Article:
Heritage Highway 89 - Little Denmark Section
In Little Denmark, the influence of Scandinavian pioneers sent by Brigham Young to settle the area surrounds you. Masterful Scandinavian woodworking and stained glass skills are reflected in many of the marvelous local bed and breakfast inns. Festivals such as the Scandinavian Festival in Ephraim and the Mormon Miracle Pageant at the Mormon Temple in Manti offer a rich local flavor. Artisan studios and gift shops are waiting for your visit to downtowns filled with buildings listed on the National Historic Register.
This section of the highway passes through 11 different cities. Each adds its own piece of culture to the region.
- Founded in 1859 as North Bend as a site for gathering wild hay, the town was later renamed Fairview because you could see fields of grain for 30 miles. Fairview once had a stone fort with 10-foot walls to protect the settlers from Indians.
- Mt. Pleasant was originally settled in 1852 as Hambleton Settlement. Indians drove the original settlers from the town and burned the community to the ground. Mt. Pleasant's settlers were largely Scandinavian and British. The treaty ending the Black Hawk Indian War was signed here.
- Known at various times as the Allred Settlement, Spring Town, and Little Denmark, Spring City is the second oldest community in Sanpete County. Renowned for its many architecturally significant historic buildings, the entire town is listed on the National Register of Historic Places.
- Fountain Green was originally a campground for Mormon colonists immisgrating to the Sanpete Valley; the town was settled in 1859. Big Springs, Silver Creek and large artesian wells all help justify the town's name. Fountain Green has long been a local center of agriculture and historically was famous for its cooperatively owned Spanish Merino sheep herd.
- Moroni was originally known as Mego and Sanpitch - the names of local Native Americans. The town was established in 1859 and renamed Moroni for the Book of Mormon prophet and angel. Moroni is also home to Moroni Feed Company, one of the world's most successful turkey cooperatives.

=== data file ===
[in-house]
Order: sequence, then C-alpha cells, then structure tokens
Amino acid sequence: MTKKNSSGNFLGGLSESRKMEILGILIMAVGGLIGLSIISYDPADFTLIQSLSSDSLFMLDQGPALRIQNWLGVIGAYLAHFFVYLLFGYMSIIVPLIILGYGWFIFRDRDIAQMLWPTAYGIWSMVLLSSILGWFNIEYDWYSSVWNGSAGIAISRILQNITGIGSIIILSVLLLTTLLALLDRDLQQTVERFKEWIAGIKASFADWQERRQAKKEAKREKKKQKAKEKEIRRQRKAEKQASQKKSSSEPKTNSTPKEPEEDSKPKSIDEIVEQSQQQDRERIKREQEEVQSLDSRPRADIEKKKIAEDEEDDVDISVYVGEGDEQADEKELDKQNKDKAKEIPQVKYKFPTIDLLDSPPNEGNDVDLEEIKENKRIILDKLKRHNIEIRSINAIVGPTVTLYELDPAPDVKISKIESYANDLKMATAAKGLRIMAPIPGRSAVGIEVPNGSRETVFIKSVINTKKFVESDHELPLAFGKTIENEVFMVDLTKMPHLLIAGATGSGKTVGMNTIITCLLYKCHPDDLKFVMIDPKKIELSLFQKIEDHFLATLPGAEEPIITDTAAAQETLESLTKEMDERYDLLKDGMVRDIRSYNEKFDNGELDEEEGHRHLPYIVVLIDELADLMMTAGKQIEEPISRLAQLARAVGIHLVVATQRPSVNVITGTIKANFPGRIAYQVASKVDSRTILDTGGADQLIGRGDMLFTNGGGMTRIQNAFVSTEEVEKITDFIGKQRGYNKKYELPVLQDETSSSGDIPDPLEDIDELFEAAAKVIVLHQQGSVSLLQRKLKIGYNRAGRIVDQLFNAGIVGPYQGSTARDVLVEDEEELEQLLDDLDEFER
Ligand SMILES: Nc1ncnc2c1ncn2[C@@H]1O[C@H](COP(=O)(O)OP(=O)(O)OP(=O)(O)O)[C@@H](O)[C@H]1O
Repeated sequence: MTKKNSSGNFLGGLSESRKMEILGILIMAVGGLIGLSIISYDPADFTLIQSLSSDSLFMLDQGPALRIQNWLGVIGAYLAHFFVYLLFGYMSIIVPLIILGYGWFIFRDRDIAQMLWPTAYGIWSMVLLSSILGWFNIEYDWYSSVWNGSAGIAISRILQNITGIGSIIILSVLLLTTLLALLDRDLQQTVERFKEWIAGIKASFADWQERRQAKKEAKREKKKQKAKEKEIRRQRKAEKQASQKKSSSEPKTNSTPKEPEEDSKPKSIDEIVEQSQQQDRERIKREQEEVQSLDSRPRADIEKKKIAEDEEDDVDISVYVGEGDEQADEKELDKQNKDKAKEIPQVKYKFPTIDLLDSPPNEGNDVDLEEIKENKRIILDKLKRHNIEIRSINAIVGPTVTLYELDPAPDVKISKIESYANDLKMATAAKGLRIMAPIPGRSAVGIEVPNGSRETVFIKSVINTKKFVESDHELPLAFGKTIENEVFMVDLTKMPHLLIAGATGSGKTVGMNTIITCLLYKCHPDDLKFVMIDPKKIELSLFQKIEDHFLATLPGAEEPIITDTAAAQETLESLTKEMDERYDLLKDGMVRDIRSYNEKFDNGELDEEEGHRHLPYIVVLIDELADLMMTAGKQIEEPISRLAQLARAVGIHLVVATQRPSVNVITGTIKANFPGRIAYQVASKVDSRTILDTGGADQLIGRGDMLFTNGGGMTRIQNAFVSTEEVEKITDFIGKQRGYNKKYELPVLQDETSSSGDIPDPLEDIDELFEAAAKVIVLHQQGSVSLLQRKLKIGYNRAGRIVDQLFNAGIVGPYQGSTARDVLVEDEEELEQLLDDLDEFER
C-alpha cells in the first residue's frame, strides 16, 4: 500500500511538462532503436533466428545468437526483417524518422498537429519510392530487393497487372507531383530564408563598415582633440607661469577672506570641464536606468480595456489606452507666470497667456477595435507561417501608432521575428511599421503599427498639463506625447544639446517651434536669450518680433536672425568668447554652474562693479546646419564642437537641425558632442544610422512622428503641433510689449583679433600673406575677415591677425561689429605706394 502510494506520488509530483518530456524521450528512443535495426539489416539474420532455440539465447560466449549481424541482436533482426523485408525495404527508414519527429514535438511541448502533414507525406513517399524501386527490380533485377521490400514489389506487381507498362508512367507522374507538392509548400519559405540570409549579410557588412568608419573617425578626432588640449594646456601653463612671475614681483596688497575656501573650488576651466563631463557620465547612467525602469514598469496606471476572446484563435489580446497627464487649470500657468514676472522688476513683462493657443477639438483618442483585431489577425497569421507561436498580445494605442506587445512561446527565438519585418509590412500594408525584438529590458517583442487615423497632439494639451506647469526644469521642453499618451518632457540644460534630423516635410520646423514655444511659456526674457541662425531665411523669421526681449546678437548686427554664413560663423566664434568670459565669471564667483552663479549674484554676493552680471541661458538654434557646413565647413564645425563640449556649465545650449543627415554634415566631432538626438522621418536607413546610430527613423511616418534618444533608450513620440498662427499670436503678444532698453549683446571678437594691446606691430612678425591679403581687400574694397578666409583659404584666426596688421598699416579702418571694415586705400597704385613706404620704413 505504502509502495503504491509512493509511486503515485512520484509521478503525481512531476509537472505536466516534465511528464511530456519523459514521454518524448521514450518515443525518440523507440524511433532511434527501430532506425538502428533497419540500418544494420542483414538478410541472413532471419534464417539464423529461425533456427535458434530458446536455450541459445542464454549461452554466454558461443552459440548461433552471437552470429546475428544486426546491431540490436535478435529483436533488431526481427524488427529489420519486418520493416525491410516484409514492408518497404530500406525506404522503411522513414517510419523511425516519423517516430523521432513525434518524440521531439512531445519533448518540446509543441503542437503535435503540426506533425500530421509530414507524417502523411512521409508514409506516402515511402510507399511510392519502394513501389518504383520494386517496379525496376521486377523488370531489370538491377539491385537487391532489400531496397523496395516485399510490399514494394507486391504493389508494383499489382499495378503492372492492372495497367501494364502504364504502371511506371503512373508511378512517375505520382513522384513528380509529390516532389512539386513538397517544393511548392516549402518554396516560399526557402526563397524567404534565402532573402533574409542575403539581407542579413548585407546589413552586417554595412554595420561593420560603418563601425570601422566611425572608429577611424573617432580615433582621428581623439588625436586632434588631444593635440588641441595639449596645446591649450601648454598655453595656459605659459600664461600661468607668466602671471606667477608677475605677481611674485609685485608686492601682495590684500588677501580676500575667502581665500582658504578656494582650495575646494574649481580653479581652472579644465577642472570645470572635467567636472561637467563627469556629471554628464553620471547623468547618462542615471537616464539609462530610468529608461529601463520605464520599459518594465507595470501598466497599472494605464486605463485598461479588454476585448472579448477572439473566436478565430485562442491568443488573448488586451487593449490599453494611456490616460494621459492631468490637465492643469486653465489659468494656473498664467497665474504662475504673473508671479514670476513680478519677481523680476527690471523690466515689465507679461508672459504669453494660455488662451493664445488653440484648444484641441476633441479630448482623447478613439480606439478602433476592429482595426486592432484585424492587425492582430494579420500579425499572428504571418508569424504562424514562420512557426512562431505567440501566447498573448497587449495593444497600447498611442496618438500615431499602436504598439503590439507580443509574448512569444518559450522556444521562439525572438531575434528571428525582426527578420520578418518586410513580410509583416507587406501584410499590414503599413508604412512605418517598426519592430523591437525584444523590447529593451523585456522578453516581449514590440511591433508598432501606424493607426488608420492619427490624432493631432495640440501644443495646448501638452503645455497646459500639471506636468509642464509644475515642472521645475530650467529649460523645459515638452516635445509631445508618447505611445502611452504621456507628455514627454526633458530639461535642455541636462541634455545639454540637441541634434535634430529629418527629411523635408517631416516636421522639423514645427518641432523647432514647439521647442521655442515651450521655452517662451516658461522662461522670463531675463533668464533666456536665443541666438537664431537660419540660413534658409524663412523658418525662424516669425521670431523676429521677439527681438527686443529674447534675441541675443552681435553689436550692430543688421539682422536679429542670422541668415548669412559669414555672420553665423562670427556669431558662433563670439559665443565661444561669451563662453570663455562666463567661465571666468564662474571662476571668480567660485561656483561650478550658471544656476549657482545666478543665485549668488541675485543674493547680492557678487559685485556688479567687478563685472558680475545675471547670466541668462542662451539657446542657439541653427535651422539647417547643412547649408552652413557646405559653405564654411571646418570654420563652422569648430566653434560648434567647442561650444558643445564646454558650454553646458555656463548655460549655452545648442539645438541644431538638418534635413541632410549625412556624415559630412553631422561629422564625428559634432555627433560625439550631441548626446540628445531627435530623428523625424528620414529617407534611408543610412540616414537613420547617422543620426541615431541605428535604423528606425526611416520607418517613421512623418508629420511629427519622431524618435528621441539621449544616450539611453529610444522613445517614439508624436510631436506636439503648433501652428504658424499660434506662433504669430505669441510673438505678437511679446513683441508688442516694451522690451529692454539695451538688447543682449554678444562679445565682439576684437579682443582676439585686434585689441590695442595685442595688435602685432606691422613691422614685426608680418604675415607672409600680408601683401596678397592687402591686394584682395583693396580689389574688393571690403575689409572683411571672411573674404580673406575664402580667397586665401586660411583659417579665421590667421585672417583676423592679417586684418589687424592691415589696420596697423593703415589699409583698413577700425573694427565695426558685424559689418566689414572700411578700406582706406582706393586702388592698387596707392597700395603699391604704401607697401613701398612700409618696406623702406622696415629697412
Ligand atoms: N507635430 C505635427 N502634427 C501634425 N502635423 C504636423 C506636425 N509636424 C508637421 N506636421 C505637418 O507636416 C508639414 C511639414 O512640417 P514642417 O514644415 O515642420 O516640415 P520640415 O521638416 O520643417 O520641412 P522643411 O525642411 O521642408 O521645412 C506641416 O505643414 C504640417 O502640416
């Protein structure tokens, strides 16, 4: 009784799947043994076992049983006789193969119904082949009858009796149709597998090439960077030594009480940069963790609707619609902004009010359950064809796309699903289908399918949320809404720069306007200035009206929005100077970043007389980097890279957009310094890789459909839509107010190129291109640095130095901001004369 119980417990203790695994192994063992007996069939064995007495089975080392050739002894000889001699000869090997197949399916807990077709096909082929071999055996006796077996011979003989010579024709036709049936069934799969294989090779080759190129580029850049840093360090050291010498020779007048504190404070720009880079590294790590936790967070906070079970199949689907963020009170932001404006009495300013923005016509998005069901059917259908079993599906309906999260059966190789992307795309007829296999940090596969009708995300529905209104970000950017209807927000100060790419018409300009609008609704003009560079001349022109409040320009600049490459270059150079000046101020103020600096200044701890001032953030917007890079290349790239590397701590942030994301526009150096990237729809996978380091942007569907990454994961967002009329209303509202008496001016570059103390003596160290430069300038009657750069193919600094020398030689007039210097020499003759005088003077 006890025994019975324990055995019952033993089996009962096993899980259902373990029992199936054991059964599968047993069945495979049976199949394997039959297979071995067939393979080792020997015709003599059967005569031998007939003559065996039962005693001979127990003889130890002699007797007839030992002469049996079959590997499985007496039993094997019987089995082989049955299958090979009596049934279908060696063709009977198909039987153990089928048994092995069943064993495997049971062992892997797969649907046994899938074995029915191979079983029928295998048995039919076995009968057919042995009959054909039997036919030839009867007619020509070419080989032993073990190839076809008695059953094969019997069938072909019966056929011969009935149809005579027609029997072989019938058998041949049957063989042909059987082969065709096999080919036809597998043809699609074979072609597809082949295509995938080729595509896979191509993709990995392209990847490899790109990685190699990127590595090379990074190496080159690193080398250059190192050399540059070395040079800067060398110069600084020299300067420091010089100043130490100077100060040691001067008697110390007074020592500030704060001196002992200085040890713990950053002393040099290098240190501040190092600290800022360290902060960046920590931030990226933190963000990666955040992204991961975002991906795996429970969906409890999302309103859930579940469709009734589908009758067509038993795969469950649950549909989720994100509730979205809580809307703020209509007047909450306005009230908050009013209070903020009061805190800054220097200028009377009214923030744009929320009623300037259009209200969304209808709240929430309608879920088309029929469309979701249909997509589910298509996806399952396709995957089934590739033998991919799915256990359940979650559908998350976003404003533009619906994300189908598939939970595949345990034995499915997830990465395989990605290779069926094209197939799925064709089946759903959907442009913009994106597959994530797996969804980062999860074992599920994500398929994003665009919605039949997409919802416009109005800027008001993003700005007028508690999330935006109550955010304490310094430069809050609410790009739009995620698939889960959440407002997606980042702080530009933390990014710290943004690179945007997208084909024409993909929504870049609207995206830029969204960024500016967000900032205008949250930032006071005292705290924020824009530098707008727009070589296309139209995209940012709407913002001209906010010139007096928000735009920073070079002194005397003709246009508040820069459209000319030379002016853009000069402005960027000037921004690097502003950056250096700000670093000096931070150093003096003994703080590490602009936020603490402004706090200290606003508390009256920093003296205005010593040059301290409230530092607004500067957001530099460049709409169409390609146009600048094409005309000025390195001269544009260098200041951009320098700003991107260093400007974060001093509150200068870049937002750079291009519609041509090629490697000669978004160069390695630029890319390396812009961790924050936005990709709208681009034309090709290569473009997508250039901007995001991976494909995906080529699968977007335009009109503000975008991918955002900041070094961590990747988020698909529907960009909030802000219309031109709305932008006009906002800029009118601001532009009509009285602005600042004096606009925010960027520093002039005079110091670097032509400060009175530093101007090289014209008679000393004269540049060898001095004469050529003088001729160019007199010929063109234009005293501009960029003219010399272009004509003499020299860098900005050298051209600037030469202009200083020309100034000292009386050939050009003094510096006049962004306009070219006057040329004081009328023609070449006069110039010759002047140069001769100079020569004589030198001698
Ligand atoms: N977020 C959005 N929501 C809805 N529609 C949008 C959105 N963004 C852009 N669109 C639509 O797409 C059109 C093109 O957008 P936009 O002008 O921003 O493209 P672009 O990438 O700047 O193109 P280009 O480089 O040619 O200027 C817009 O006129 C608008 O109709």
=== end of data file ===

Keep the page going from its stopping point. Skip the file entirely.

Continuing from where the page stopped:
- Settled in 1854, Ephraim was once Sanpete County's most important fort built for protection from Indians during the Black Hawk War. At one time, 90% of the population was Danish. Ephraim is the home of historic Snow College and a wonderfully restored Mormon cooperative mercantile.
- Manti, settled in 1849, is the oldest community in Sanpete County and was established by Brigham Young at the invitation of Chief Walker. The community is named after a prophet in the Book of Mormon and is the site of the Manti Temple, built from local stone betweenm 1877 and 1888.
- Sterling was named for the "sterling" qualities of its people. It was settled in 1873. At various times, the town was known as Pettyville, Pettytown, Leesburg and Buncetown.
- First called Arrapene in honor of a friendly Ute chief, the town was known at various times as New London, Order, Cabblehaven, Skinny, Skunk and Frog Hollow. The name Mayfield was chosen because of the flowers which appear in the spring.
- Gunnison was established in 1862 when Brigham Young ordered settlers from Chalk Hill Point and Kearns Camp to form a single community on higher ground. The town was named for Capitain John Gunnison, an explorer who was killed by local Indians in 1853.
- Originally known as "The Field," squatters settled there from Gunnison in 1869. In 1996, the town was formally organized and named Centerfield because of its central location in the Gunnison Valley.
For information about these and other tours along the Utah Heritage Highway:
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